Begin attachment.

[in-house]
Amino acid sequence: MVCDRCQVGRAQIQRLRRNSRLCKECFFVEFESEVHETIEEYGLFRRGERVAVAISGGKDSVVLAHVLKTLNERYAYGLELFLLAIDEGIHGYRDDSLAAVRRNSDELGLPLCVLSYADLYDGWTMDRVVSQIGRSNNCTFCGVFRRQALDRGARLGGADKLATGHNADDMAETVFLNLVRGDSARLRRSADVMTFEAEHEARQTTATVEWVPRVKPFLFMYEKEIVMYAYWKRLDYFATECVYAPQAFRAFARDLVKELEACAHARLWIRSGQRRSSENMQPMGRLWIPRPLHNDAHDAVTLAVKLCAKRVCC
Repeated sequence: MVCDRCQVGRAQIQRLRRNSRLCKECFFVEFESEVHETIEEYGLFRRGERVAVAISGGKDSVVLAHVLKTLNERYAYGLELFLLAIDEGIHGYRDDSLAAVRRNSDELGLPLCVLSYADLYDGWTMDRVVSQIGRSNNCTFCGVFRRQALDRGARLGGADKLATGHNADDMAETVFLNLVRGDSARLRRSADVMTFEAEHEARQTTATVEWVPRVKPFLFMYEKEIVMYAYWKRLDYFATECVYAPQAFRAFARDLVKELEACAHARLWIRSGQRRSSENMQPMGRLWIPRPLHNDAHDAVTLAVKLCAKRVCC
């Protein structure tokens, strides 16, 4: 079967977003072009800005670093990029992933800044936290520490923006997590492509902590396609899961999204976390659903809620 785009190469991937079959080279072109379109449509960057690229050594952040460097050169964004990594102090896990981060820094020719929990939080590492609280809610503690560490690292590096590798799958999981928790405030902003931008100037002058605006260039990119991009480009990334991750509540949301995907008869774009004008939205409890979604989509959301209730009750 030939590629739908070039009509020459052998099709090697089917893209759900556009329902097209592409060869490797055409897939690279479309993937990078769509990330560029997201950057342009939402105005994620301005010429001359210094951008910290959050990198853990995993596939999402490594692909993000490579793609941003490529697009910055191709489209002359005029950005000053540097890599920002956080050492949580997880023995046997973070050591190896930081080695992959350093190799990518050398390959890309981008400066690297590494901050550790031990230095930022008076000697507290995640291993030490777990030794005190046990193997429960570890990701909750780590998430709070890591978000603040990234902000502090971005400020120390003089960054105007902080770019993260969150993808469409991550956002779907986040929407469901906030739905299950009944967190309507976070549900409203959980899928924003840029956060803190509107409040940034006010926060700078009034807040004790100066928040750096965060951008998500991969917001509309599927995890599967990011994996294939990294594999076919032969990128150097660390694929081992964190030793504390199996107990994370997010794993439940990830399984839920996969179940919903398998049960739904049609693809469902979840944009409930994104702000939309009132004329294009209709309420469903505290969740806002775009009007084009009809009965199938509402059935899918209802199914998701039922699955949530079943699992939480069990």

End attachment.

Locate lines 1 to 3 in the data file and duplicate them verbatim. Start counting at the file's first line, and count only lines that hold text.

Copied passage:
[in-house]
Amino acid sequence: MVCDRCQVGRAQIQRLRRNSRLCKECFFVEFESEVHETIEEYGLFRRGERVAVAISGGKDSVVLAHVLKTLNERYAYGLELFLLAIDEGIHGYRDDSLAAVRRNSDELGLPLCVLSYADLYDGWTMDRVVSQIGRSNNCTFCGVFRRQALDRGARLGGADKLATGHNADDMAETVFLNLVRGDSARLRRSADVMTFEAEHEARQTTATVEWVPRVKPFLFMYEKEIVMYAYWKRLDYFATECVYAPQAFRAFARDLVKELEACAHARLWIRSGQRRSSENMQPMGRLWIPRPLHNDAHDAVTLAVKLCAKRVCC
Repeated sequence: MVCDRCQVGRAQIQRLRRNSRLCKECFFVEFESEVHETIEEYGLFRRGERVAVAISGGKDSVVLAHVLKTLNERYAYGLELFLLAIDEGIHGYRDDSLAAVRRNSDELGLPLCVLSYADLYDGWTMDRVVSQIGRSNNCTFCGVFRRQALDRGARLGGADKLATGHNADDMAETVFLNLVRGDSARLRRSADVMTFEAEHEARQTTATVEWVPRVKPFLFMYEKEIVMYAYWKRLDYFATECVYAPQAFRAFARDLVKELEACAHARLWIRSGQRRSSENMQPMGRLWIPRPLHNDAHDAVTLAVKLCAKRVCC